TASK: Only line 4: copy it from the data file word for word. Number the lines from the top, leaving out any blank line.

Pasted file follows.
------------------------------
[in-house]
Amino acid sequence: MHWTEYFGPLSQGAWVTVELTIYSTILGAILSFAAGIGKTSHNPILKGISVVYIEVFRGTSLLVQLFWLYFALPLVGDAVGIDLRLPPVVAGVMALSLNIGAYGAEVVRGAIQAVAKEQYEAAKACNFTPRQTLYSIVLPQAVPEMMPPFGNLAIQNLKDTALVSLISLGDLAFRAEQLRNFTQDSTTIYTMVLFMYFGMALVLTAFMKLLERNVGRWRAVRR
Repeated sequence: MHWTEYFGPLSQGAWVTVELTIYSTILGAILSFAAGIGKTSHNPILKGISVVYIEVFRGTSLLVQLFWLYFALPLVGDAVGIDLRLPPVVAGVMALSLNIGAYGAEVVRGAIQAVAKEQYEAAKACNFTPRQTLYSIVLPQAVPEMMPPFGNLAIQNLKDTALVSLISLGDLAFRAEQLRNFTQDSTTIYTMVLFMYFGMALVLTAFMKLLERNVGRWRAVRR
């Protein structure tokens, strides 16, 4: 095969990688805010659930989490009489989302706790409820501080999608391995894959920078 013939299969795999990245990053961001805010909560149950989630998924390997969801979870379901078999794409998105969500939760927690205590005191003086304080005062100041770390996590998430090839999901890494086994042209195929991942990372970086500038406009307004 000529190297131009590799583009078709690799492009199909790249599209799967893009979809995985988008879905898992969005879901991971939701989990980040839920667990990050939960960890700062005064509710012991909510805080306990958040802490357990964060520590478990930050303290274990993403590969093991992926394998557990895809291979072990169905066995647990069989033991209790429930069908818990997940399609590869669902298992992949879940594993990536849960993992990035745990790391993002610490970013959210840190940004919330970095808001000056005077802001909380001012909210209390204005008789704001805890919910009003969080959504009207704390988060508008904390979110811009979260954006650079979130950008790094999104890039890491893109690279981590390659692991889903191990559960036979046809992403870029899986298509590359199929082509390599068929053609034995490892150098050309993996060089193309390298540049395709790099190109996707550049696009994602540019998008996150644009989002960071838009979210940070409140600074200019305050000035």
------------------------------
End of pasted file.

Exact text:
């Protein structure tokens, strides 16, 4: 095969990688805010659930989490009489989302706790409820501080999608391995894959920078 013939299969795999990245990053961001805010909560149950989630998924390997969801979870379901078999794409998105969500939760927690205590005191003086304080005062100041770390996590998430090839999901890494086994042209195929991942990372970086500038406009307004 000529190297131009590799583009078709690799492009199909790249599209799967893009979809995985988008879905898992969005879901991971939701989990980040839920667990990050939960960890700062005064509710012991909510805080306990958040802490357990964060520590478990930050303290274990993403590969093991992926394998557990895809291979072990169905066995647990069989033991209790429930069908818990997940399609590869669902298992992949879940594993990536849960993992990035745990790391993002610490970013959210840190940004919330970095808001000056005077802001909380001012909210209390204005008789704001805890919910009003969080959504009207704390988060508008904390979110811009979260954006650079979130950008790094999104890039890491893109690279981590390659692991889903191990559960036979046809992403870029899986298509590359199929082509390599068929053609034995490892150098050309993996060089193309390298540049395709790099190109996707550049696009994602540019998008996150644009989002960071838009979210940070409140600074200019305050000035």